Associations Between Reported Post-COVID-19 Symptoms and Subjective Well-Being, Israel, July 2021 -April 2022
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Azrieli Faculty of Medicine, Bar-Ilan University, Israel
Baruch Padeh Hospital, Israel
Ziv Medical Centre, Israel
Publication date: 2023-04-26
Popul. Med. 2023;5(Supplement):A411
Background and Objective:
Prolonged and persistent symptoms following acute SARS-CoV-2 infection has been widely reported, but the impact of individual symptoms reported post-COVID-19 on subjective well-being (SWB) is unknown. We described associations between SWB and selected reported symptoms following SARS-CoV-2 infection.

We analysed reported symptoms and subjective well-being from 2295 participants (of which 576 reported previous infection) in an ongoing longitudinal cohort study taking place in Israel, in which participants regularly report their health status. We measured SWB using the WHO-5 standardized tool and estimated changes in SWB associated with reported selected symptoms at three follow-up time points (3-6, 6-12, and 12-18 months post-infection) among participants reporting previous SARS-CoV-2 infection, adjusting for key demographic variables, using linear regression.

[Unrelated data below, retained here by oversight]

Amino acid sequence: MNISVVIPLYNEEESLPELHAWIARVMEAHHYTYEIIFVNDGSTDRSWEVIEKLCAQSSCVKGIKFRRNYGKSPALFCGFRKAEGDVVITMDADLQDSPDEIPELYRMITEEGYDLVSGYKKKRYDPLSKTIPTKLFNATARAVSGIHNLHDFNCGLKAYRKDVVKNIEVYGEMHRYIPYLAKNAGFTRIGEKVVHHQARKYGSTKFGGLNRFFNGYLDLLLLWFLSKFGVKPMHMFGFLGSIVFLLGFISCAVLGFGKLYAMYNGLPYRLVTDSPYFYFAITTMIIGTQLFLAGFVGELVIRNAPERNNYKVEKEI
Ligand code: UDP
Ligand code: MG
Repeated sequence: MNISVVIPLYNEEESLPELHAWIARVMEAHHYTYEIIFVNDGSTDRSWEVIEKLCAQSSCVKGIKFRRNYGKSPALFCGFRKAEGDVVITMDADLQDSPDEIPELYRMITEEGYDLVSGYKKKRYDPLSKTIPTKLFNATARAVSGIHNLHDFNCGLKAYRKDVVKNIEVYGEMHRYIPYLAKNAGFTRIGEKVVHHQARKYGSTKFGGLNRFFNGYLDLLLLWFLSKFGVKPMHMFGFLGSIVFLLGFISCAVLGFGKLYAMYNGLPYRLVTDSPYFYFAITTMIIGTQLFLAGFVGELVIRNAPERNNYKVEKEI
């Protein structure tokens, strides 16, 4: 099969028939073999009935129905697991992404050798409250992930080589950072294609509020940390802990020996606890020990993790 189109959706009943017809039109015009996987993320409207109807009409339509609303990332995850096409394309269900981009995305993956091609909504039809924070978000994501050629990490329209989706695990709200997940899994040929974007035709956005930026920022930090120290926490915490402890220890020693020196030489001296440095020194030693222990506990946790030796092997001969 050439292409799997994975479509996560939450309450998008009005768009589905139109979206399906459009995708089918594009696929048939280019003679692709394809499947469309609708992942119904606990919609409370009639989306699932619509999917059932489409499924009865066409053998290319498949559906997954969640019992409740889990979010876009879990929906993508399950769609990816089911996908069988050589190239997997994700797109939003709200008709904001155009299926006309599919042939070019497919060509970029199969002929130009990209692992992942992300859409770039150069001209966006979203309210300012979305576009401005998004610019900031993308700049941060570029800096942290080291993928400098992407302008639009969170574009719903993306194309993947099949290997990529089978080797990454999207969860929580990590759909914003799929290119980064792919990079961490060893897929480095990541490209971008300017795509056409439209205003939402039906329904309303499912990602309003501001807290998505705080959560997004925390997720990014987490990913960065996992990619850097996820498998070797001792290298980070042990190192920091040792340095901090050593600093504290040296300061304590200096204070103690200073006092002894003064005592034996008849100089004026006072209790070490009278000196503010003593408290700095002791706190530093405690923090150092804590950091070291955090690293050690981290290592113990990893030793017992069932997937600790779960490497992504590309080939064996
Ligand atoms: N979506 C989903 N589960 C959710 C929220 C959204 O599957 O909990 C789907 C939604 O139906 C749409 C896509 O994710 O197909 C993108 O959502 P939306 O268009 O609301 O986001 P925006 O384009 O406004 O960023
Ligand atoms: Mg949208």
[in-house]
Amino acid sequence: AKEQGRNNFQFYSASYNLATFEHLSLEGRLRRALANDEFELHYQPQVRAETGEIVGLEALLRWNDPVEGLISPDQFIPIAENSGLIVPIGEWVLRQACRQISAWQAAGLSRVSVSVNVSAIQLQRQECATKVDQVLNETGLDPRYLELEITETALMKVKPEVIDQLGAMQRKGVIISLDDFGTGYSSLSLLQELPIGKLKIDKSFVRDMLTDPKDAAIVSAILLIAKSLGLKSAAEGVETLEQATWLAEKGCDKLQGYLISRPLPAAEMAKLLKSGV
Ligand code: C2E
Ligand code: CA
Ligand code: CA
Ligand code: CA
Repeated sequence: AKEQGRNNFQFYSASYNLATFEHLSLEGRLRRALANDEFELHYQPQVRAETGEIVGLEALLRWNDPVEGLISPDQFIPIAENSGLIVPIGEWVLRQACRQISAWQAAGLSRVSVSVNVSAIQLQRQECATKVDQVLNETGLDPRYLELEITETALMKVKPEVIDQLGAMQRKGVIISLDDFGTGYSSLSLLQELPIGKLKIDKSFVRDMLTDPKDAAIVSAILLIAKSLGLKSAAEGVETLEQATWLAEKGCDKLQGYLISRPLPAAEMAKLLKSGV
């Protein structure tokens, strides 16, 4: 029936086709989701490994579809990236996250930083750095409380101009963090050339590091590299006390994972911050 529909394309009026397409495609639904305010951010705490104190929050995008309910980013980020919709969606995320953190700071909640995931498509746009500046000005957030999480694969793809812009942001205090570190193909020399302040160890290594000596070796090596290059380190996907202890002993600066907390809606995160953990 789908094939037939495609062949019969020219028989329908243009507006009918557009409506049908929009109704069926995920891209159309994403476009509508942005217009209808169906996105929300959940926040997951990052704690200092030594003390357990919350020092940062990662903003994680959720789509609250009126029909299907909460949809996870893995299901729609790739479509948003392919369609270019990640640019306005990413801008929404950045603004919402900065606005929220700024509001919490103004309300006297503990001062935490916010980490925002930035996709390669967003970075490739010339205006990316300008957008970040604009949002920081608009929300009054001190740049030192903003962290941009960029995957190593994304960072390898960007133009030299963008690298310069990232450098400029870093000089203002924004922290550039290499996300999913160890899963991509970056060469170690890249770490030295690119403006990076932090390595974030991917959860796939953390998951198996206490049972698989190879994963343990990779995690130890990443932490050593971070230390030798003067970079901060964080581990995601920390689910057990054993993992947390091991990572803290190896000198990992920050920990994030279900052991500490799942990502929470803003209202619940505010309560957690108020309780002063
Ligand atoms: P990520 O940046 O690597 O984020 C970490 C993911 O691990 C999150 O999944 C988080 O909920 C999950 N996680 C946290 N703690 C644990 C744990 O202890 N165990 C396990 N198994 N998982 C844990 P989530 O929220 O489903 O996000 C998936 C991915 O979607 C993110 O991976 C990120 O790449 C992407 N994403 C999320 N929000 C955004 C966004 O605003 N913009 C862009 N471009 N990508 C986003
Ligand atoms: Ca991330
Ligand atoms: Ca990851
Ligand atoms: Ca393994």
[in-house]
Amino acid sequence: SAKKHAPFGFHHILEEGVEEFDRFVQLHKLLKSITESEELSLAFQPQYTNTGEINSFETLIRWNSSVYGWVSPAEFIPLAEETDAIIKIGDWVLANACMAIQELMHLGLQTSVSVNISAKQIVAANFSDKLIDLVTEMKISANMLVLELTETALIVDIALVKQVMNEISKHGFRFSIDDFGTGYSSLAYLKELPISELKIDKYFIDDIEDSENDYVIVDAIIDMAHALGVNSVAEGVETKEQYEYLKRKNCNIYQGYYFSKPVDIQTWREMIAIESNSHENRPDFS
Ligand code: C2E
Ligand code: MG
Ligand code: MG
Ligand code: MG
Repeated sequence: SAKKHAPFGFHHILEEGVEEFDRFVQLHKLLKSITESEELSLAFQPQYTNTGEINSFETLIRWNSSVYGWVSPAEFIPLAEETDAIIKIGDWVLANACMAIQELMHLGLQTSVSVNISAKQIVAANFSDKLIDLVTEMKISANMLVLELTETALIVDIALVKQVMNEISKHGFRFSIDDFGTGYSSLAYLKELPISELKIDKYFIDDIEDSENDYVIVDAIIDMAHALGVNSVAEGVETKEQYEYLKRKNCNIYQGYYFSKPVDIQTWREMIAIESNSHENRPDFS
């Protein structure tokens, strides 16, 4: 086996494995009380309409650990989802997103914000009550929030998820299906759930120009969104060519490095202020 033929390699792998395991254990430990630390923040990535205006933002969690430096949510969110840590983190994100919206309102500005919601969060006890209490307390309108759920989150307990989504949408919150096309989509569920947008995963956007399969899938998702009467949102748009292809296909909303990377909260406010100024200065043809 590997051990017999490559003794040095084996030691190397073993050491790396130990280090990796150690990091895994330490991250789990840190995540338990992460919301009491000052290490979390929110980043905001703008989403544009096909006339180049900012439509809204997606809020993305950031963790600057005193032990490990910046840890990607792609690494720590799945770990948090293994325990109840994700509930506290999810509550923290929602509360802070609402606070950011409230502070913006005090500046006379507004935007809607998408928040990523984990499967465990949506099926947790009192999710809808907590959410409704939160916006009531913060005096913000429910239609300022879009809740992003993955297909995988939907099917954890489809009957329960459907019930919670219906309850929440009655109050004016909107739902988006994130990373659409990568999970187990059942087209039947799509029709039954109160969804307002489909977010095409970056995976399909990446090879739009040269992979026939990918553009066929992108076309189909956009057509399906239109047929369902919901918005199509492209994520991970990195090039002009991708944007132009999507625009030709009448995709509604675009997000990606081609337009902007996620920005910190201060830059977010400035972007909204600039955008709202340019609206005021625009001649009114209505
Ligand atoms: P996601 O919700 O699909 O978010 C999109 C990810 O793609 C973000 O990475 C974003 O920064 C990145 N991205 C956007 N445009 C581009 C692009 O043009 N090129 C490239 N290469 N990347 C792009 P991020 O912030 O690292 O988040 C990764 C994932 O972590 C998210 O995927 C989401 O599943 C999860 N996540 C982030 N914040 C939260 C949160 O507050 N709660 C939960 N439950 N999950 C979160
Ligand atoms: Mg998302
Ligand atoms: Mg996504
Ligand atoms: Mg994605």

Our results suggest that the biggest and most sustained changes in SWB stems from non-specific symptoms (fatigue −7.7 percentage points (pp), confusion/ lack of concentration −10.7 pp, and sleep disorders −11.5pp, p<0.005), whereas the effect of system-specific symptoms, such as musculoskeletal symptoms (weakness in muscles and muscle pain) on SWB, are less profound and more transient. Each symptom was individually associated with a decrease of SWB after adjusting for other symptoms.

Post-acute COVID19 symptoms can have a profound and lasting effect on well-being, especially among individuals experiencing several symptoms. Taking a similar approach for other symptoms and following individuals over time to describe trends in SWB changes attributable to specific symptoms will help understand the post-acute phase of COVID-19 and how it should be defined and better managed.